Effects of Pain Controllability and Discrepancy in Social Support on Depressed Mood Among Patients with Chronic Pain
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- Cho, S., Zunin, I.D., Chao, P.J. et al. Int.J. Behav. Med. (2012) 19: 270. doi:10.1007/s12529-011-9175-4
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Preference of types of social support may vary across recipients, and social support that is less than the amount preferred may be associated with depressed mood.
This study aimed to investigate the interaction effects between pain controllability and discrepancy in social support and the additive utility of discrepancy in social support over perceived social support in predicting depressed mood among patients with chronic pain.
A total of 173 patients seeking treatment at two outpatient pain management clinics in Hawaii participated.
The results indicated that (1) patients with low pain controllability preferred significantly more social support than those with high pain controllability, for all types of social support; (2) patients preferred significantly more informational and emotional support than instrumental support for both pain controllability levels; (3) discrepancy in informational or instrumental support was not associated with depressed mood, whereas discrepancy in emotional support was significantly associated with more depressed mood for low pain controllability, but not for high pain controllability; and (4) discrepancy in emotional support added a significant increment of variance in predicting depressed mood over and above perceived emotional support, whereas discrepancy in informational or instrumental support did not.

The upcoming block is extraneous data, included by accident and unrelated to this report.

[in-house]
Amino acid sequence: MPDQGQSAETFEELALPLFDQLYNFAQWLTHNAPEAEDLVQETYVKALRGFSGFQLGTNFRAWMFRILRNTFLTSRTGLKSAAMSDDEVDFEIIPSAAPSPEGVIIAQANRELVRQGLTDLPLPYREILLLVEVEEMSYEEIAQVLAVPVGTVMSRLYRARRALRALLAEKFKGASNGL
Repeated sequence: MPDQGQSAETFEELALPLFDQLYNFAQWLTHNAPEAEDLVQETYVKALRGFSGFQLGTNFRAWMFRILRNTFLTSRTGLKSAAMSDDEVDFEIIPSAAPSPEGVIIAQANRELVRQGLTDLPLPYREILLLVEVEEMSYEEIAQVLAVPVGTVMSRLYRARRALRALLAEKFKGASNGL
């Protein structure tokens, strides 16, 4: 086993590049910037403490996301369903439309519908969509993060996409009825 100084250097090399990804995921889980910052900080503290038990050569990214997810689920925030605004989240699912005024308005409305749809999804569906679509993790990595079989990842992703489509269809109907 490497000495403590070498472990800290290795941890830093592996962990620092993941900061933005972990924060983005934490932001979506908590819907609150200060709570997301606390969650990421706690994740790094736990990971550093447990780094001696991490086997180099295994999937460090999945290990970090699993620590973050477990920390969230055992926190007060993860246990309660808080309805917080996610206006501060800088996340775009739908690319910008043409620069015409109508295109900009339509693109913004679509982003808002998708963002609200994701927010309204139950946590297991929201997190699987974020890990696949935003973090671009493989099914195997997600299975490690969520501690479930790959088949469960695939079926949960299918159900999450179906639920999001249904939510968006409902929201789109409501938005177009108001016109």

Findings suggest the relative importance of discrepancy in emotional support from a significant other, especially for patients with low pain controllability.